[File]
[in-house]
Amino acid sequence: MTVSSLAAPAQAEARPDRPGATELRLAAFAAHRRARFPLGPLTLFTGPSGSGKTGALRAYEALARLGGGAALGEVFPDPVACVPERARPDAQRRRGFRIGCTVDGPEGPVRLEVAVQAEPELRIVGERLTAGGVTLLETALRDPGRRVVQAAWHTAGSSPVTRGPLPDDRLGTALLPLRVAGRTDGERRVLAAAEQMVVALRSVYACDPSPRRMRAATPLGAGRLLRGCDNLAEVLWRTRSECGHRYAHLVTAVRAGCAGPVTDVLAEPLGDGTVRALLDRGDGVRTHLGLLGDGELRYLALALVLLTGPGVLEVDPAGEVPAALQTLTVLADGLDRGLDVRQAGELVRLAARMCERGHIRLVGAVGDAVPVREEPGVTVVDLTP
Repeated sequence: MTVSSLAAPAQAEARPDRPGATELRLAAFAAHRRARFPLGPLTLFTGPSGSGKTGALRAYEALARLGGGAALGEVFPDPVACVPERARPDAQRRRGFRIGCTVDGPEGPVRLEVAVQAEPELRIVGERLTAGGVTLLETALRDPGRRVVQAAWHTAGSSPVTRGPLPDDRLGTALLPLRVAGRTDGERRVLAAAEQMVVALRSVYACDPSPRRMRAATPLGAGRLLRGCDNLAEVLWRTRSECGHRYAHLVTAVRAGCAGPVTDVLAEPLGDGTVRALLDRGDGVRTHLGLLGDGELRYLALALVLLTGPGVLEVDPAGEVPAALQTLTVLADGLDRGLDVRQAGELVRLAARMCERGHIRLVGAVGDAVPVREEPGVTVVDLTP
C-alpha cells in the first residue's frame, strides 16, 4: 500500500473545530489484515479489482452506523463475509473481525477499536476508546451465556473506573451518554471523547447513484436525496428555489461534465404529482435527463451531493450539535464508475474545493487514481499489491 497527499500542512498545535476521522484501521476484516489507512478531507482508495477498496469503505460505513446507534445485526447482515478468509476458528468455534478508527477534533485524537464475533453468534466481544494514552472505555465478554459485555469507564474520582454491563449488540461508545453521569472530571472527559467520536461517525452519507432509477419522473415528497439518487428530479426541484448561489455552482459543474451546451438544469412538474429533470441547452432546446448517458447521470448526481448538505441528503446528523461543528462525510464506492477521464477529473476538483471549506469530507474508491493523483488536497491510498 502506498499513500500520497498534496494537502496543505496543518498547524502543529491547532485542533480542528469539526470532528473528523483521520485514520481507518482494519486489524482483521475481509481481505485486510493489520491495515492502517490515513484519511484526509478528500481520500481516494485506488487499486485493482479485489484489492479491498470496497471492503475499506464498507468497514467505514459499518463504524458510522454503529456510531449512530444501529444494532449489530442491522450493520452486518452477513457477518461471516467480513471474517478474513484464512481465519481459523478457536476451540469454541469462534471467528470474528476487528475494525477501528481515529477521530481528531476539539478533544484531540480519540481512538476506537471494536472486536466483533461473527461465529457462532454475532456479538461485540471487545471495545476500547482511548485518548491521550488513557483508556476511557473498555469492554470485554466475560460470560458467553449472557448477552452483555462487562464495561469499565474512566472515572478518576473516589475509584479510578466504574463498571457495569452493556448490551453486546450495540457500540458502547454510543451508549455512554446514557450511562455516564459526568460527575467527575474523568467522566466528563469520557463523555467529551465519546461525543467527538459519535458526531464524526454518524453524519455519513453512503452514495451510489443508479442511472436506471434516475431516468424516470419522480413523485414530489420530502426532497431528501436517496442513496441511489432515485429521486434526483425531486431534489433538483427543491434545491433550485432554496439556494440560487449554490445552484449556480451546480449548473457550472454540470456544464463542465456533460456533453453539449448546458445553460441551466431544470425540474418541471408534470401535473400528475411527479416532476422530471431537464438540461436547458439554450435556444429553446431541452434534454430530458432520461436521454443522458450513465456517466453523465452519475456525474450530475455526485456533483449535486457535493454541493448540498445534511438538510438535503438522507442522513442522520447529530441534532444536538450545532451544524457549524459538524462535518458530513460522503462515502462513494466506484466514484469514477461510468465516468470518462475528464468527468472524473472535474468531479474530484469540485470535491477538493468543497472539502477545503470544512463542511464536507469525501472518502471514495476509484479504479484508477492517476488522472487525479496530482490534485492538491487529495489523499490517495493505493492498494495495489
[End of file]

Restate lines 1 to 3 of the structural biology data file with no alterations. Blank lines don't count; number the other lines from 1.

[in-house]
Amino acid sequence: MTVSSLAAPAQAEARPDRPGATELRLAAFAAHRRARFPLGPLTLFTGPSGSGKTGALRAYEALARLGGGAALGEVFPDPVACVPERARPDAQRRRGFRIGCTVDGPEGPVRLEVAVQAEPELRIVGERLTAGGVTLLETALRDPGRRVVQAAWHTAGSSPVTRGPLPDDRLGTALLPLRVAGRTDGERRVLAAAEQMVVALRSVYACDPSPRRMRAATPLGAGRLLRGCDNLAEVLWRTRSECGHRYAHLVTAVRAGCAGPVTDVLAEPLGDGTVRALLDRGDGVRTHLGLLGDGELRYLALALVLLTGPGVLEVDPAGEVPAALQTLTVLADGLDRGLDVRQAGELVRLAARMCERGHIRLVGAVGDAVPVREEPGVTVVDLTP
Repeated sequence: MTVSSLAAPAQAEARPDRPGATELRLAAFAAHRRARFPLGPLTLFTGPSGSGKTGALRAYEALARLGGGAALGEVFPDPVACVPERARPDAQRRRGFRIGCTVDGPEGPVRLEVAVQAEPELRIVGERLTAGGVTLLETALRDPGRRVVQAAWHTAGSSPVTRGPLPDDRLGTALLPLRVAGRTDGERRVLAAAEQMVVALRSVYACDPSPRRMRAATPLGAGRLLRGCDNLAEVLWRTRSECGHRYAHLVTAVRAGCAGPVTDVLAEPLGDGTVRALLDRGDGVRTHLGLLGDGELRYLALALVLLTGPGVLEVDPAGEVPAALQTLTVLADGLDRGLDVRQAGELVRLAARMCERGHIRLVGAVGDAVPVREEPGVTVVDLTP